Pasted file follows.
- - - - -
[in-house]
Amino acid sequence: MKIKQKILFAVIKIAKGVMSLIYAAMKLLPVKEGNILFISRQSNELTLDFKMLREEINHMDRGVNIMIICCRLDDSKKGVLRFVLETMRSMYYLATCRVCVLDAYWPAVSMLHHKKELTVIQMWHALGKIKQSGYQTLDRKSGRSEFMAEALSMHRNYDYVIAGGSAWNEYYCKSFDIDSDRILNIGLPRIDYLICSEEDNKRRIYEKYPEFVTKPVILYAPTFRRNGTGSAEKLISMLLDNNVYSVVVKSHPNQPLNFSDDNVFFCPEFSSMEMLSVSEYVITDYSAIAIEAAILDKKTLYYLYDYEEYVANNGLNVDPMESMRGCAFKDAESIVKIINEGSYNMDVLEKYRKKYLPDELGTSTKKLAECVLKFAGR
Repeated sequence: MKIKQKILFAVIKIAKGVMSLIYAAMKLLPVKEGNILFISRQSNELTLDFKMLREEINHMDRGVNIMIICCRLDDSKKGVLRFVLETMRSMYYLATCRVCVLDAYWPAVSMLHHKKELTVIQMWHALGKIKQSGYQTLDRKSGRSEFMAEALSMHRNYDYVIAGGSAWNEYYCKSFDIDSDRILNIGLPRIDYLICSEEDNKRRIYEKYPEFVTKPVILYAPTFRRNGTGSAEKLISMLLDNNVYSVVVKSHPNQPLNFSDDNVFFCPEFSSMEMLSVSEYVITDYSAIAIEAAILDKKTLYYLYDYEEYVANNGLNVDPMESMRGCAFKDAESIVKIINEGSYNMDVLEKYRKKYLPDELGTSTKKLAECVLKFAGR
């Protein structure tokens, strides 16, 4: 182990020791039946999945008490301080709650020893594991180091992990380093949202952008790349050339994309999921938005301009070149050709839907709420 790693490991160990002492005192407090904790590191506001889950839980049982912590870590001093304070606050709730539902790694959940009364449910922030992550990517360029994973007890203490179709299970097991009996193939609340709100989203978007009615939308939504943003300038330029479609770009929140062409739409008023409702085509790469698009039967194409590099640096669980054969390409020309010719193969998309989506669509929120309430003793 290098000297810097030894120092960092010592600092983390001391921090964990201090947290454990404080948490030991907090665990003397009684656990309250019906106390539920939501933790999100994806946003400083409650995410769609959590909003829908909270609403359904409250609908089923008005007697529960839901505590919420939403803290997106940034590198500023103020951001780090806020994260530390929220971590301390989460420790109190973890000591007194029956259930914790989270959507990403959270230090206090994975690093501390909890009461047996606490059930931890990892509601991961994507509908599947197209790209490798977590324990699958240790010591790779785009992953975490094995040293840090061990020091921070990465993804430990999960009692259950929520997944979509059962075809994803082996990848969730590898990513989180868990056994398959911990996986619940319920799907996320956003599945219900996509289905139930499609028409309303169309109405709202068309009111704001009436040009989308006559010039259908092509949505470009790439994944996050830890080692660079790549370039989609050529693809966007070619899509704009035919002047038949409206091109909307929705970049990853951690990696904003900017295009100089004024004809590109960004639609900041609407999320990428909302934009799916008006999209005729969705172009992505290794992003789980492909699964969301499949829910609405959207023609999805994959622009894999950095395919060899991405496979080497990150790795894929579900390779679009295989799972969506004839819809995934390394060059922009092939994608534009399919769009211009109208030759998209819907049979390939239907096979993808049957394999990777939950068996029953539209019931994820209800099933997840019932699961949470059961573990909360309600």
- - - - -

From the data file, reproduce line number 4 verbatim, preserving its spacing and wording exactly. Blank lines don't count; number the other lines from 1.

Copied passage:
């Protein structure tokens, strides 16, 4: 182990020791039946999945008490301080709650020893594991180091992990380093949202952008790349050339994309999921938005301009070149050709839907709420 790693490991160990002492005192407090904790590191506001889950839980049982912590870590001093304070606050709730539902790694959940009364449910922030992550990517360029994973007890203490179709299970097991009996193939609340709100989203978007009615939308939504943003300038330029479609770009929140062409739409008023409702085509790469698009039967194409590099640096669980054969390409020309010719193969998309989506669509929120309430003793 290098000297810097030894120092960092010592600092983390001391921090964990201090947290454990404080948490030991907090665990003397009684656990309250019906106390539920939501933790999100994806946003400083409650995410769609959590909003829908909270609403359904409250609908089923008005007697529960839901505590919420939403803290997106940034590198500023103020951001780090806020994260530390929220971590301390989460420790109190973890000591007194029956259930914790989270959507990403959270230090206090994975690093501390909890009461047996606490059930931890990892509601991961994507509908599947197209790209490798977590324990699958240790010591790779785009992953975490094995040293840090061990020091921070990465993804430990999960009692259950929520997944979509059962075809994803082996990848969730590898990513989180868990056994398959911990996986619940319920799907996320956003599945219900996509289905139930499609028409309303169309109405709202068309009111704001009436040009989308006559010039259908092509949505470009790439994944996050830890080692660079790549370039989609050529693809966007070619899509704009035919002047038949409206091109909307929705970049990853951690990696904003900017295009100089004024004809590109960004639609900041609407999320990428909302934009799916008006999209005729969705172009992505290794992003789980492909699964969301499949829910609405959207023609999805994959622009894999950095395919060899991405496979080497990150790795894929579900390779679009295989799972969506004839819809995934390394060059922009092939994608534009399919769009211009109208030759998209819907049979390939239907096979993808049957394999990777939950068996029953539209019931994820209800099933997840019932699961949470059961573990909360309600």